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Hot electron science in plasmonics and catalysis: what we argue about

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Abstract

Hot electron photochemistry has made strong claims for improved control of chemical reactions. Here I discuss these claims in the light of a plethora of model experiments and theories, asking what are the key issues to solve. I particularly highlight the need to understand nanoscale thermal hot-spots, thermal gradients, and thermal transport, as well as the conventional optical confinement in plasmonics. I note how the ‘direct electron transfer’ process seems to dominate, and resembles well known ‘indirect excitons’ in semiconductor quantum wells. I believe a crucial advance still required is a prototype nano-confined geometry which allows reactants and products to access a well-controlled metallic atomic surface.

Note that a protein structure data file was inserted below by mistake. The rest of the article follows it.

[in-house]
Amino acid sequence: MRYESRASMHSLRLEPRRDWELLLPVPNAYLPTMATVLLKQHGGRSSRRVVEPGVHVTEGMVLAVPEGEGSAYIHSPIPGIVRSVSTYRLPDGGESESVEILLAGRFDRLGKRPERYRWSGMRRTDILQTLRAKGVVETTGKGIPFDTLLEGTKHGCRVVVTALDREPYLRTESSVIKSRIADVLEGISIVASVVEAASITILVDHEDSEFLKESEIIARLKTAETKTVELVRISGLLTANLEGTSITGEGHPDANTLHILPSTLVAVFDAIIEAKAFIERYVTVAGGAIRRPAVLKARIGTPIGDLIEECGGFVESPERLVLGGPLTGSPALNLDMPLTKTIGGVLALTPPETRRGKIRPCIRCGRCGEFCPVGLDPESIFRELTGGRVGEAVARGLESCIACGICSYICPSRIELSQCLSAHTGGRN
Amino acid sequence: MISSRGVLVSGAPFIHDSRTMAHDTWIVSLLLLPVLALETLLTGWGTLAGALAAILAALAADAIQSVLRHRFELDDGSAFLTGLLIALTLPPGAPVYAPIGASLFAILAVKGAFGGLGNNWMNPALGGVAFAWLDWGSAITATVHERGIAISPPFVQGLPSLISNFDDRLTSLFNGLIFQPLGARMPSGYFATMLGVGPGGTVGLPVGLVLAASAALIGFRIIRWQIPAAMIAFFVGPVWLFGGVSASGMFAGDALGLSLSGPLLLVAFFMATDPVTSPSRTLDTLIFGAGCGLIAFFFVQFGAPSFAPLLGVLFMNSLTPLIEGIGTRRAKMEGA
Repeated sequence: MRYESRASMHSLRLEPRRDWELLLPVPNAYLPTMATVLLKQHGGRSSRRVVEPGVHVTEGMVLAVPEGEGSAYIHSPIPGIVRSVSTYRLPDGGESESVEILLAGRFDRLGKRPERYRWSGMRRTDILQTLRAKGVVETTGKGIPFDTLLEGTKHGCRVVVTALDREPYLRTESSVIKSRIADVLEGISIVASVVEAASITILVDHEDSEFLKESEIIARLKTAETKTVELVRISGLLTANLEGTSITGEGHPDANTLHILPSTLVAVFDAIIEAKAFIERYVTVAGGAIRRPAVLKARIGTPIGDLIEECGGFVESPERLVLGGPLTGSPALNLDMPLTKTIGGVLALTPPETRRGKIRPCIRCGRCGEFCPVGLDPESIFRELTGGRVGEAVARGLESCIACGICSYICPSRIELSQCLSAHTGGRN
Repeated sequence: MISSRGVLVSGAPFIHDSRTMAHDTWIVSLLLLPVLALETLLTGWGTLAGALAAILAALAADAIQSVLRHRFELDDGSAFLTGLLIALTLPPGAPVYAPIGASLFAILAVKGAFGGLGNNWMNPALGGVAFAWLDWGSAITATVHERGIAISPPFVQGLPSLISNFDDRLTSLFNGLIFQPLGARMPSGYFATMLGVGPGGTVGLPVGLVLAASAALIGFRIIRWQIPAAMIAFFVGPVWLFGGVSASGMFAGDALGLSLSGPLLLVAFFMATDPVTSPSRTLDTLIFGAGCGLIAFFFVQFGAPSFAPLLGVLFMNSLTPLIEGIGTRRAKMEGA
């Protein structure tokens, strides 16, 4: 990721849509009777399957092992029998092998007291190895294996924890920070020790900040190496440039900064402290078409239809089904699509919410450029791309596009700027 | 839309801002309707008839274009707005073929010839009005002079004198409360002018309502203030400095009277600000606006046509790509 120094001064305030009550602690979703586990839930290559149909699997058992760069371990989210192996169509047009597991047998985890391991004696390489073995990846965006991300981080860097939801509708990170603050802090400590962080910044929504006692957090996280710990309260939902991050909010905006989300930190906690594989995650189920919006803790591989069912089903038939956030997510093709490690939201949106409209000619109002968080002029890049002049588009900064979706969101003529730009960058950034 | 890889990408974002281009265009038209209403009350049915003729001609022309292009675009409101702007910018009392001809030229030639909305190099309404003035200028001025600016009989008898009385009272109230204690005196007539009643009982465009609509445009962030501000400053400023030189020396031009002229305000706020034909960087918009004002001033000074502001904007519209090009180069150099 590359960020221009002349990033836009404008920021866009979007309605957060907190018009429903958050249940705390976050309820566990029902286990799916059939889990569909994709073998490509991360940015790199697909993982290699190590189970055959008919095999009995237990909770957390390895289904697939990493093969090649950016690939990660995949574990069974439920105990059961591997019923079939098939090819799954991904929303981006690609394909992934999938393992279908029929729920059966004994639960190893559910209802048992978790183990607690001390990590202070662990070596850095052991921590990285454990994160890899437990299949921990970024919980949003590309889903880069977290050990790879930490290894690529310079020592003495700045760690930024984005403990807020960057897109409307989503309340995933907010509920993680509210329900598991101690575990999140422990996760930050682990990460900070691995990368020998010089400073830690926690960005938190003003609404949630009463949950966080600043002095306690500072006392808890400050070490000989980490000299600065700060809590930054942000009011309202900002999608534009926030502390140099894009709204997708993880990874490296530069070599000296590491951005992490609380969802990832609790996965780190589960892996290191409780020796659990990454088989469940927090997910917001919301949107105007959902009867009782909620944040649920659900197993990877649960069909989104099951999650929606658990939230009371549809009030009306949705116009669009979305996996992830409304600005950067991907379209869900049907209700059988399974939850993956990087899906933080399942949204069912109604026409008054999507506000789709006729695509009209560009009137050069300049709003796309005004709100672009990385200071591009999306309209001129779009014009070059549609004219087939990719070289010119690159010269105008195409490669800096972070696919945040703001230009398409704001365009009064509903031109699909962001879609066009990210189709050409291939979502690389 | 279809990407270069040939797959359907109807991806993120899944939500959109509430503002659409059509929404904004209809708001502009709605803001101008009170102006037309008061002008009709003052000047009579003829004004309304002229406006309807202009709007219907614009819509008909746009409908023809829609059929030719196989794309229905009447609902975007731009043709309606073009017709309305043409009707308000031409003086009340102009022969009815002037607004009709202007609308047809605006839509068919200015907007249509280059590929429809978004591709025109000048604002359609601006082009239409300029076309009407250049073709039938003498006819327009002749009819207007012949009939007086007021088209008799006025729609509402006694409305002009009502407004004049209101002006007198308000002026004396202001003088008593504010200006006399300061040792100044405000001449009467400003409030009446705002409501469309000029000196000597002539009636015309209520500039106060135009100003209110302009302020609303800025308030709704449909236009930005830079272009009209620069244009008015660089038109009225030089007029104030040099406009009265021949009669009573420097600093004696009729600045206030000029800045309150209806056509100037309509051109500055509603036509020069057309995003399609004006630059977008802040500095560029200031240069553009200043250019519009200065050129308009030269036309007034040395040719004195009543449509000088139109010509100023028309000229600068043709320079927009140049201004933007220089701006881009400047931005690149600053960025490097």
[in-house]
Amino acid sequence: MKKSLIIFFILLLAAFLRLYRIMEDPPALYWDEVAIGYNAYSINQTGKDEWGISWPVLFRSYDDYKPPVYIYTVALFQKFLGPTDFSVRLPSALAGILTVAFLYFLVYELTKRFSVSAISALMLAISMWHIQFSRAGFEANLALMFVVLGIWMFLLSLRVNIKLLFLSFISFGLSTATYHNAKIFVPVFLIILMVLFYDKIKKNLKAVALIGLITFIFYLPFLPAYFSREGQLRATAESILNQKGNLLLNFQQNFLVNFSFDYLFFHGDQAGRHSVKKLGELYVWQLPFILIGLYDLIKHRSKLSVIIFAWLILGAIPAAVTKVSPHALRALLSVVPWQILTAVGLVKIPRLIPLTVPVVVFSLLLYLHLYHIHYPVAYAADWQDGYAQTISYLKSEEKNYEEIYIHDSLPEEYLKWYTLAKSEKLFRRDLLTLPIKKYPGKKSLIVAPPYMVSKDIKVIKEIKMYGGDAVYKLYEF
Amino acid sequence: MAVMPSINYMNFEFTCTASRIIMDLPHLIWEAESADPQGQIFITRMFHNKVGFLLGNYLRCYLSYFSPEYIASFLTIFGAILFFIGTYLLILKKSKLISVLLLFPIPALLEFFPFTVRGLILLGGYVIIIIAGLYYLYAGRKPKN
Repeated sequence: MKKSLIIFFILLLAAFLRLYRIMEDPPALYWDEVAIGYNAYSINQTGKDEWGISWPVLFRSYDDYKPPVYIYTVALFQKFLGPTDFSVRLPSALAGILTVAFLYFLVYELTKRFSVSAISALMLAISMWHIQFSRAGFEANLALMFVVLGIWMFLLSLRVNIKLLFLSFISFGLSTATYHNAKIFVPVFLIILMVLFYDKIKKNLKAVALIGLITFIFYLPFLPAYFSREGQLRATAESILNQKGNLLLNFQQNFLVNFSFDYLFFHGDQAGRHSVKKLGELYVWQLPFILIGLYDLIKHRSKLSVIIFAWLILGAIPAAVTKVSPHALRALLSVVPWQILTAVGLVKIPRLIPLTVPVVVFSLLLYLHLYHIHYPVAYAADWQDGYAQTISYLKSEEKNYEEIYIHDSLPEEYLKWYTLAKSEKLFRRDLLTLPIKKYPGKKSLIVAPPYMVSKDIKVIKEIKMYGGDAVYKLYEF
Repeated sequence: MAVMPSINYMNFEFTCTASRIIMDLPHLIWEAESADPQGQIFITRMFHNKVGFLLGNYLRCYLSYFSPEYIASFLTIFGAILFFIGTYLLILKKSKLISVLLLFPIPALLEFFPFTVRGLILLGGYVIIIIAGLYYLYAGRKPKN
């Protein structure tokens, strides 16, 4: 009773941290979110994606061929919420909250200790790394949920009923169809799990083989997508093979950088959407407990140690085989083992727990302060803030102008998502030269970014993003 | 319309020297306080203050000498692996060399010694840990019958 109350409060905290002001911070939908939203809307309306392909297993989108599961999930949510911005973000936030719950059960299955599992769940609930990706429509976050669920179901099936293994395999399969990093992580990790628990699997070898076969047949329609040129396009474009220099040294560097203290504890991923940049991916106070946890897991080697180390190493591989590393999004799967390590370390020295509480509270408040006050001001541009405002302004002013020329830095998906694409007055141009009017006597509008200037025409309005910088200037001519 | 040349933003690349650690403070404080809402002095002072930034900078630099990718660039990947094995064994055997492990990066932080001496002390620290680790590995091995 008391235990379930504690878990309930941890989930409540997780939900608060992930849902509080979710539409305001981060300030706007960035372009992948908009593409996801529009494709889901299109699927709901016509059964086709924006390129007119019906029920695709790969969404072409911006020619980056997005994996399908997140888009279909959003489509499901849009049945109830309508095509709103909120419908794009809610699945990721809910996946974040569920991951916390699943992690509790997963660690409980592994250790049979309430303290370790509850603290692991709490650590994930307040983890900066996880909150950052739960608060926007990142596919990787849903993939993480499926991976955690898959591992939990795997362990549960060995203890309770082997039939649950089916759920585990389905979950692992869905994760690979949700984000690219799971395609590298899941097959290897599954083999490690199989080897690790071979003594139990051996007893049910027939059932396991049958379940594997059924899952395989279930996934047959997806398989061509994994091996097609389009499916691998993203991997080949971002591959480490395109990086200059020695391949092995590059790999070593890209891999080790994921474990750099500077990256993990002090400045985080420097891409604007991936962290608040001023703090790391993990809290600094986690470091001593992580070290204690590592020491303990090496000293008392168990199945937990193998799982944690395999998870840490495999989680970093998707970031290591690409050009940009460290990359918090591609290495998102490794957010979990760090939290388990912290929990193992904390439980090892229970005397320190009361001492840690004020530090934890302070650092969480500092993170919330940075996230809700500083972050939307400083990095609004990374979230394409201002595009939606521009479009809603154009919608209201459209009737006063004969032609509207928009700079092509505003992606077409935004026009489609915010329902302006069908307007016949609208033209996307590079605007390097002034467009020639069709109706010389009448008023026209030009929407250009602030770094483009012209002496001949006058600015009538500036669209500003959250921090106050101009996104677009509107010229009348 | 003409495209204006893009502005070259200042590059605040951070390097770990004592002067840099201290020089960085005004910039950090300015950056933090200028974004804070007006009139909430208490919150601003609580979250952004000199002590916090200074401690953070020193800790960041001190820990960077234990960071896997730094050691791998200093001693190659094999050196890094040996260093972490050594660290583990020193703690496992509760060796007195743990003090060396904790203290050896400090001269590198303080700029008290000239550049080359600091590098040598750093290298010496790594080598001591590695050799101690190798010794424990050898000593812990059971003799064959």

Graphical abstract: Hot electron science in plasmonics and catalysis: what we argue about

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Publication details

The article was received on 22 Mar 2019, accepted on 01 Apr 2019 and first published on 24 Apr 2019


Article type: Paper
DOI: 10.1039/C9FD00027E
Faraday Discuss., 2019, Advance Article

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    Hot electron science in plasmonics and catalysis: what we argue about

    J. J. Baumberg, Faraday Discuss., 2019, Advance Article , DOI: 10.1039/C9FD00027E

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